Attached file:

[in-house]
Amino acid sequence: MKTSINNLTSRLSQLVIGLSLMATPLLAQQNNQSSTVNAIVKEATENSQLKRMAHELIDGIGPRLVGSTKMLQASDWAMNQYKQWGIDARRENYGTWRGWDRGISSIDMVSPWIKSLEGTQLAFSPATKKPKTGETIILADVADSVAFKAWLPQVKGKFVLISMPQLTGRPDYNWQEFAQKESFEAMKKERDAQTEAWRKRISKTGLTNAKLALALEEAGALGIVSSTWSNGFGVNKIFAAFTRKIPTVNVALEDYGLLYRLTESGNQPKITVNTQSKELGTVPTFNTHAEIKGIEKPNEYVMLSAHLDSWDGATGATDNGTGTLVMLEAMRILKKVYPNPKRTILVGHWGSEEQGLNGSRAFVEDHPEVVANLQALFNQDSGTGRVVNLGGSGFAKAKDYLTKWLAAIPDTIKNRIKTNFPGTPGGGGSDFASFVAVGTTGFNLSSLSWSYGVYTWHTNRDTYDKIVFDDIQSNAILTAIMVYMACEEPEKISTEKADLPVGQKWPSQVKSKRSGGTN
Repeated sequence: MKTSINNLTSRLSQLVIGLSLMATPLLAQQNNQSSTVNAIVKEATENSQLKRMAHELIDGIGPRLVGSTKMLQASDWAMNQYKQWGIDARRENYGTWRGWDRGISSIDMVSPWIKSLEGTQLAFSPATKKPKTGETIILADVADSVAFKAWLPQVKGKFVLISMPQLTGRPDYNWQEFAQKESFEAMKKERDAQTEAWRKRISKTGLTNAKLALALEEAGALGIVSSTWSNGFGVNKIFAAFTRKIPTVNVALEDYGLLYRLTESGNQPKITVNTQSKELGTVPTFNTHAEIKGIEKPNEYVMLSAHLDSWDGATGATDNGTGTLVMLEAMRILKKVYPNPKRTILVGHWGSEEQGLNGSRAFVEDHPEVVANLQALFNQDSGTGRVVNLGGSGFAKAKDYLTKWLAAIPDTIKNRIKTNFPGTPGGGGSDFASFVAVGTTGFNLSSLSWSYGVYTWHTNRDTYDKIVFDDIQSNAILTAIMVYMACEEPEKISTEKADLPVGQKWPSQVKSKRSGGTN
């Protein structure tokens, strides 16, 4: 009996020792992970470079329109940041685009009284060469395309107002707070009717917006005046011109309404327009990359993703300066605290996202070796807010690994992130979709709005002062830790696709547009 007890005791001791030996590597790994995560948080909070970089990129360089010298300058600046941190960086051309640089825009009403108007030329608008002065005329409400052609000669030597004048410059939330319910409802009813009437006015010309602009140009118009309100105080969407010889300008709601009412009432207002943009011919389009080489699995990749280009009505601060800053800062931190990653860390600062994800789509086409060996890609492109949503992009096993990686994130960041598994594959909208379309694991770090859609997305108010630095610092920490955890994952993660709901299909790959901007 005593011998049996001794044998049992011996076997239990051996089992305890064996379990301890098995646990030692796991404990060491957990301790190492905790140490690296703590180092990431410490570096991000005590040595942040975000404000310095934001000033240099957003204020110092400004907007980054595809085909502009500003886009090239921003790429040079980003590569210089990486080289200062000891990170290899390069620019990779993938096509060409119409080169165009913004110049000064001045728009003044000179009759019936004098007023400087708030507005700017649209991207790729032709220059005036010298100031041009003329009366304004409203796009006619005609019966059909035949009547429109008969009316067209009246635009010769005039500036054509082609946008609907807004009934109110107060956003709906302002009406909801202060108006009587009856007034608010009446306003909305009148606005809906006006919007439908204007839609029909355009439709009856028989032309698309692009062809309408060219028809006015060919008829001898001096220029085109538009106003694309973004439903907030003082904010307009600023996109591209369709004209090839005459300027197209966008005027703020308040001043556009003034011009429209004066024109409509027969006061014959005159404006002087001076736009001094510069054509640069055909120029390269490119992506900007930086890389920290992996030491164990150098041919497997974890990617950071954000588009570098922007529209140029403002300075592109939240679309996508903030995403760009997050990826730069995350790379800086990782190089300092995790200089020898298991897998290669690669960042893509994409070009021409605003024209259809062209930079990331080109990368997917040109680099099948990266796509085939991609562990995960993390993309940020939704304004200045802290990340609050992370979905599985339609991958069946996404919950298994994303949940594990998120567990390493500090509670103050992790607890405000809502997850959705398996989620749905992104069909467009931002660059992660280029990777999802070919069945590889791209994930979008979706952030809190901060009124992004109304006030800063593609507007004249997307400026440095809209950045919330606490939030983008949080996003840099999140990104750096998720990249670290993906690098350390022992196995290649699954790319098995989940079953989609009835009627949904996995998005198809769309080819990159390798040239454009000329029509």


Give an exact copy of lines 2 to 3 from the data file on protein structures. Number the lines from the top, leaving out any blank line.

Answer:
Amino acid sequence: MKTSINNLTSRLSQLVIGLSLMATPLLAQQNNQSSTVNAIVKEATENSQLKRMAHELIDGIGPRLVGSTKMLQASDWAMNQYKQWGIDARRENYGTWRGWDRGISSIDMVSPWIKSLEGTQLAFSPATKKPKTGETIILADVADSVAFKAWLPQVKGKFVLISMPQLTGRPDYNWQEFAQKESFEAMKKERDAQTEAWRKRISKTGLTNAKLALALEEAGALGIVSSTWSNGFGVNKIFAAFTRKIPTVNVALEDYGLLYRLTESGNQPKITVNTQSKELGTVPTFNTHAEIKGIEKPNEYVMLSAHLDSWDGATGATDNGTGTLVMLEAMRILKKVYPNPKRTILVGHWGSEEQGLNGSRAFVEDHPEVVANLQALFNQDSGTGRVVNLGGSGFAKAKDYLTKWLAAIPDTIKNRIKTNFPGTPGGGGSDFASFVAVGTTGFNLSSLSWSYGVYTWHTNRDTYDKIVFDDIQSNAILTAIMVYMACEEPEKISTEKADLPVGQKWPSQVKSKRSGGTN
Repeated sequence: MKTSINNLTSRLSQLVIGLSLMATPLLAQQNNQSSTVNAIVKEATENSQLKRMAHELIDGIGPRLVGSTKMLQASDWAMNQYKQWGIDARRENYGTWRGWDRGISSIDMVSPWIKSLEGTQLAFSPATKKPKTGETIILADVADSVAFKAWLPQVKGKFVLISMPQLTGRPDYNWQEFAQKESFEAMKKERDAQTEAWRKRISKTGLTNAKLALALEEAGALGIVSSTWSNGFGVNKIFAAFTRKIPTVNVALEDYGLLYRLTESGNQPKITVNTQSKELGTVPTFNTHAEIKGIEKPNEYVMLSAHLDSWDGATGATDNGTGTLVMLEAMRILKKVYPNPKRTILVGHWGSEEQGLNGSRAFVEDHPEVVANLQALFNQDSGTGRVVNLGGSGFAKAKDYLTKWLAAIPDTIKNRIKTNFPGTPGGGGSDFASFVAVGTTGFNLSSLSWSYGVYTWHTNRDTYDKIVFDDIQSNAILTAIMVYMACEEPEKISTEKADLPVGQKWPSQVKSKRSGGTN